Definitions

from The American Heritage® Dictionary of the English Language, 5th Edition.

  • adjective Tapering gradually to a sharp point, as the tips of certain leaves.
  • transitive verb To sharpen or taper.

from The Century Dictionary.

  • To bring to a point; render sharp or keen: as, “to acuminate despair,”
  • To taper or rise to a point.
  • In ichthyology, drawn out in a long point: said of the fins.
  • Pointed; acute.

from the GNU version of the Collaborative International Dictionary of English.

  • adjective Tapering to a point; pointed
  • transitive verb rare To render sharp or keen.
  • intransitive verb To end in, or come to, a sharp point.

from Wiktionary, Creative Commons Attribution/Share-Alike License.

  • adjective Tapering to a point; pointed.
  • adjective botany, mycology Tapering to a long point at its apex.
  • verb transitive To render sharp or keen; to sharpen.
  • verb intransitive To end in or come to a sharp point.

from WordNet 3.0 Copyright 2006 by Princeton University. All rights reserved.

  • adjective (of a leaf shape) narrowing to a slender point
  • verb make sharp or acute; taper; make (something) come to a point

Etymologies

from The American Heritage® Dictionary of the English Language, 4th Edition

[Latin acūminātus, past participle of acūmināre, to sharpen, from acūmen, acuteness; see acumen.]

from Wiktionary, Creative Commons Attribution/Share-Alike License

From Late Latin acuminatus, past participle of acuminare, to sharpen to a point

Examples

  • This forest type is dominated by evergreen tree species with scattered deciduous trees such as Dipterocarpus kerri, Anogeissus acuminate, Pometia pinnata and Lagerstroemia calyculata.

    Phong Nha-Ke Bang National Park, Vietnam

  • Leaves a span long, cordato acuminate; the laminae all pointing downwards, glossy green and glabrous above.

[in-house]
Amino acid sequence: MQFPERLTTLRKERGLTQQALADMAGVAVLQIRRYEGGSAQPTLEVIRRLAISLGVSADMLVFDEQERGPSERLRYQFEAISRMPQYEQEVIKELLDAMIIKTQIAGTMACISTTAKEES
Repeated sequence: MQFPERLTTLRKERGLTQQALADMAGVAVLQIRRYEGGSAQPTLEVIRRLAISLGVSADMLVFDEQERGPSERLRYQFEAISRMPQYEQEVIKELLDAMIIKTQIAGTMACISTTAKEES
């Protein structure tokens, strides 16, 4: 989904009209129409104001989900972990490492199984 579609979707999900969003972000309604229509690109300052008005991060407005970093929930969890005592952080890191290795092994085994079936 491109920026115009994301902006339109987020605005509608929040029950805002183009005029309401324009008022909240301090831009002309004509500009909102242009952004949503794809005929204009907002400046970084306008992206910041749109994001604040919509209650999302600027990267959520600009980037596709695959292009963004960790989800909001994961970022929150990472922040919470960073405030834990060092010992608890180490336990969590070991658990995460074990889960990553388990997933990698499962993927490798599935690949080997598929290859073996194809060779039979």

Journal of an Expedition into the Interior of Tropical Australia

  • The leaflets are rather large, 7 x 3.5 to 11 x 5.5 cm and ovate to elliptic in shape, with a pronounced acuminate tip.

    Chapter 8

  • Evaluating Alnus acuminate as a component in agroforestry systems.

    Chapter 8

  • The leaflets are rather large, 7 x 3.5 to 11 x 5.5 cm and ovate to elliptic in shape, with a pronounced acuminate tip.

    Chapter 11

  • Leaves opposite, variable in size and shape, but essentially ovate to cordate with a deep basal sinus, acuminate.

    Chapter 37

  • The leaves are cordate-orbicular to ovate-orbicular, strongly acuminate, 15-30 cm long and broad; the petioles are thickened at the base with ear like projections that often encircle the stem.

    Chapter 37

  • GUNN, J.A. (1944) A comparison of the biological and chemical assays of Atropa belladonna and Atropa acuminate.

    Chapter 5

  • Conico-acuminate: in the form of a long, pointed cone.

    Explanation of Terms Used in Entomology

  • It bears some resemblance to _Proteoteras æsculana_, but differs from it in the following particulars, so far as can be ascertained from the poor material examined: The primaries are shorter and more acuminate at apex.

    Scientific American Supplement, No. 363, December 16, 1882

Comments

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  • " A couched spear of acuminated granite rested by him ..."

    Joyce, Ulysses, 12

    January 13, 2007

  • "From the stern keep of the Norman overlord issued forth decrees and exactions; in a world of wood, wheat and water, its high stone walls were the most adamantine confirmation of the temporal order, just as the acuminate spire of the church pricked the oppressive heavens."

    Psychogeography by Will Self, 145

    October 16, 2010